(Reuters Health) – Nearly 88 percent of online reviews of U.S. plastic surgeons who provide breast augmentation were found to be positive in a recent study, but that snapshot of customer satisfaction is not necessarily reliable, researchers say.
The reviews tend to be polarized at five stars or one star, and some are written by people who consulted a doctor but never had the surgery, the study authors note in the journal Plastic and Reconstructive Surgery.
“The interface between patients and physicians continues to evolve in surprising ways as the internet and social media take hold of our everyday lives,” said senior author Dr. John Kim of Northwestern University Feinberg School of Medicine in Chicago.
Recent studies have found that about 60 percent of Americans view online reviews as important when choosing a doctor, and one-third say they are affected by these reviews, Kim and his team note.
“Online reviews have become the new word-of-mouth referral for physicians,” Kim told Reuters Health by email. “But patients need to be wary of equating online reviews with actual skill and experience.”
The researchers analyzed more than 1,077 breast augmentation reviews on Google, Yelp and RealSelf for the top 10 to 20 most-reviewed plastic surgeons in six metropolitan areas: New York, Los Angeles, Chicago, Houston, Philadelphia and Miami. The first five cities represent the five most populous metro areas, and Miami has the most plastic surgeons per capita.
The study team considered a review to be positive if it had four or five stars on Google or Yelp, or a “Worth It” rating on RealSelf. One or two stars or a “Not Worth It” rating were considered negative reviews.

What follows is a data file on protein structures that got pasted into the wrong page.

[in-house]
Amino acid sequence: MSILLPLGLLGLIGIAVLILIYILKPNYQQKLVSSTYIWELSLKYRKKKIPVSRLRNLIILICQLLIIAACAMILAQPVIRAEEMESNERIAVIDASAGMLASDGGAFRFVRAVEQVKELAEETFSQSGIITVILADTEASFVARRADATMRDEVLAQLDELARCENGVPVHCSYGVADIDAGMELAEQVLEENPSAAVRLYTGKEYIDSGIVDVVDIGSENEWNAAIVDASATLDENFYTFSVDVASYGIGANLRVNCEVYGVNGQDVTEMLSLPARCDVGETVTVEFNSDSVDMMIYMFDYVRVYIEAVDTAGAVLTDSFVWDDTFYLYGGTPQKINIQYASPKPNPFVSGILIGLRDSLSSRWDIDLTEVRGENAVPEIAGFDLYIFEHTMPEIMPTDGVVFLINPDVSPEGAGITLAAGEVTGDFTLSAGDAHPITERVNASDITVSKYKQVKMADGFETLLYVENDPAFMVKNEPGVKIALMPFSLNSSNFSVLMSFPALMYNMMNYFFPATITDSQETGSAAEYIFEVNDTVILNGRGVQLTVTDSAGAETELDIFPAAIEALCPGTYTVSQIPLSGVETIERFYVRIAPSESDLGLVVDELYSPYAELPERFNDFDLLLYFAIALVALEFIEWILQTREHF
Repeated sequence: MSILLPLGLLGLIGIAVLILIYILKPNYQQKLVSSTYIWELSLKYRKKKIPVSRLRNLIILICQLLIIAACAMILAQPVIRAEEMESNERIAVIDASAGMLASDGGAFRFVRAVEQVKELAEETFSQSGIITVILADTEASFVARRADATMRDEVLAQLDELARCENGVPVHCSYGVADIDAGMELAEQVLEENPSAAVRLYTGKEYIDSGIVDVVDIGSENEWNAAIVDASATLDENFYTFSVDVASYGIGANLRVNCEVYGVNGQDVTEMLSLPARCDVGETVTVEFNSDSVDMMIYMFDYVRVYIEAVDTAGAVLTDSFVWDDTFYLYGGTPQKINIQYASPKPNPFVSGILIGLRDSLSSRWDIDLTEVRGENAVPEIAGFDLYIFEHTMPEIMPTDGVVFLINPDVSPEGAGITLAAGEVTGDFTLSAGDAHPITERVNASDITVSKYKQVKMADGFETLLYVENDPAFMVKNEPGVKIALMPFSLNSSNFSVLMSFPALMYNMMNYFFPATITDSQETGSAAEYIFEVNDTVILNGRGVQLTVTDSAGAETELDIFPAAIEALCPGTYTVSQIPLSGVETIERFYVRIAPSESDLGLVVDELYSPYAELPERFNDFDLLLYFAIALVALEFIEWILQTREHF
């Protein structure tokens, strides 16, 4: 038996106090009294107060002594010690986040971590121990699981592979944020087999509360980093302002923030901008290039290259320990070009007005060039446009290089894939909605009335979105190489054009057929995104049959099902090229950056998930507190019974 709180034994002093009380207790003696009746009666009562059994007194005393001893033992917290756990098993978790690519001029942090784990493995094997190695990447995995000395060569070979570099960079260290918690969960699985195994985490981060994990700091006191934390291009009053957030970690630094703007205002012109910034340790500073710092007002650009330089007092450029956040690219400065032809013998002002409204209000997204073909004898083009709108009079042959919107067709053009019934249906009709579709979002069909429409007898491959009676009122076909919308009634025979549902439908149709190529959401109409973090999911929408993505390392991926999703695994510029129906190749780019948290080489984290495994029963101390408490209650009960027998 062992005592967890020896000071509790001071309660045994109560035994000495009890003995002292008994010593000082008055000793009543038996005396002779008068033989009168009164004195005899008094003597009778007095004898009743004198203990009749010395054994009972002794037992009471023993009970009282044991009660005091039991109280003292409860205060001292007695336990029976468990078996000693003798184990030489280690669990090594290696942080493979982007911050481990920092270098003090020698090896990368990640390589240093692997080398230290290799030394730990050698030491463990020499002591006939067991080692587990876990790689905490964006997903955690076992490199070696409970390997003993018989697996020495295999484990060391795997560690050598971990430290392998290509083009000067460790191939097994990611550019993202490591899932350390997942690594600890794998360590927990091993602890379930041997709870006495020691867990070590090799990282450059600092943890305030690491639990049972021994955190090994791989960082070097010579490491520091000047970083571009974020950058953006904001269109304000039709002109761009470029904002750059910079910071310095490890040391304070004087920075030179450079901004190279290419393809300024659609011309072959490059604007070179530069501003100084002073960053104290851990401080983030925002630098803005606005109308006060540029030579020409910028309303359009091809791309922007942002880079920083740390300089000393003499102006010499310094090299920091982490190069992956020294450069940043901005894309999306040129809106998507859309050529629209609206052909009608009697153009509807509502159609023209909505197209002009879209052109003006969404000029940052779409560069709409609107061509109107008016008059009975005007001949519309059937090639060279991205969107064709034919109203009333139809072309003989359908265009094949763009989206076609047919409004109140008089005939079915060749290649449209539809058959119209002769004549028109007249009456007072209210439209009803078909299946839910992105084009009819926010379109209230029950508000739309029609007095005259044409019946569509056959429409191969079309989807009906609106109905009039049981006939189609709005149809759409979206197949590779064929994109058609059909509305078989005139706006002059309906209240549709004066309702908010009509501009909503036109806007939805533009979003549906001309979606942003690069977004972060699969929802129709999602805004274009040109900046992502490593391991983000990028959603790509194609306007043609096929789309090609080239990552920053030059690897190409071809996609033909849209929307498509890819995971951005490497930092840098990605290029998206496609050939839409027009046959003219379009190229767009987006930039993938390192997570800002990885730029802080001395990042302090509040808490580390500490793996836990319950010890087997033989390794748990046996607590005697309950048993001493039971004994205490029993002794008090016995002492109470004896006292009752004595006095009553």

Positive reviews tended to cite good aesthetic outcome, good bedside manner, friendly staff and expertise as the top reasons for patient satisfaction. Only 37 reviews listed reasonable cost as a positive factor. On the other hand, the top reasons for negative reviews were poor aesthetic outcome, surgeon non-competence, the surgeon not acknowledging or taking responsibility for poor outcomes and the procedure being too expensive.
“There is a stark difference between a surgeon who has thousands of surgeries and years of experience and a limited online or social media presence and an internet-savvy surgeon with a plethora of reviews who just started a practice,” Kim said.
On average, ratings were higher on Google than on Yelp. For unknown reasons, about 37 percent of negative Yelp reviews were from people who didn’t receive surgery from the surgeon they reviewed.
Negative reviews tended to have higher word counts and were more visible, the authors note. These reviews are difficult for surgeons to contest, they write, in part because healthcare privacy rules prevent discussing details of the case.
“As reviews have become more relevant, the strategy is often to flood out negative reviews with good ones,” said Dr. Terence Myckatyn of Washington University School of Medicine in St. Louis, Missouri, who wasn’t involved in the study.
In a recent study of patient-reported outcomes for breast augmentation surgery that either did or did not use 3D computer simulation, Myckatyn and colleagues found that the majority of patients who underwent surgery were happy with their results, and the 3D simulation didn’t seem to make a difference in their patient satisfaction scores.
“Patients should interpret online reviews in a broad context and take into consideration experience, training, word-of-mouth and in-person consultations,” Myckatyn said in an email. “Make sure you’re comfortable with the interaction, surgery plan and compatibility of personalities.”
SOURCE: bit.ly/2I49uFb Plastic and Reconstructive Surgery, online May 1, 2018.